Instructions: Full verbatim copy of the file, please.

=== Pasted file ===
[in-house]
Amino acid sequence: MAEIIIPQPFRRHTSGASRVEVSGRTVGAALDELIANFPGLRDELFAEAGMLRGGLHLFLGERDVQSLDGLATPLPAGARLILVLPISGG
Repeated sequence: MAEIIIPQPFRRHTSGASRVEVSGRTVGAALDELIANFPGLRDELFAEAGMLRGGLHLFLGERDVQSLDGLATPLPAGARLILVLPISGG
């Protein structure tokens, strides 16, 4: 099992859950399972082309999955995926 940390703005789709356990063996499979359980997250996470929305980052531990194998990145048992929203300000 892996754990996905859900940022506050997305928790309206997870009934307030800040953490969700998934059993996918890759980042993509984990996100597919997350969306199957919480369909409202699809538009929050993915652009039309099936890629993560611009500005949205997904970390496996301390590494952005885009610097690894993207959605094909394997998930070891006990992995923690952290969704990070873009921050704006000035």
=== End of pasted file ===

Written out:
[in-house]
Amino acid sequence: MAEIIIPQPFRRHTSGASRVEVSGRTVGAALDELIANFPGLRDELFAEAGMLRGGLHLFLGERDVQSLDGLATPLPAGARLILVLPISGG
Repeated sequence: MAEIIIPQPFRRHTSGASRVEVSGRTVGAALDELIANFPGLRDELFAEAGMLRGGLHLFLGERDVQSLDGLATPLPAGARLILVLPISGG
């Protein structure tokens, strides 16, 4: 099992859950399972082309999955995926 940390703005789709356990063996499979359980997250996470929305980052531990194998990145048992929203300000 892996754990996905859900940022506050997305928790309206997870009934307030800040953490969700998934059993996918890759980042993509984990996100597919997350969306199957919480369909409202699809538009929050993915652009039309099936890629993560611009500005949205997904970390496996301390590494952005885009610097690894993207959605094909394997998930070891006990992995923690952290969704990070873009921050704006000035």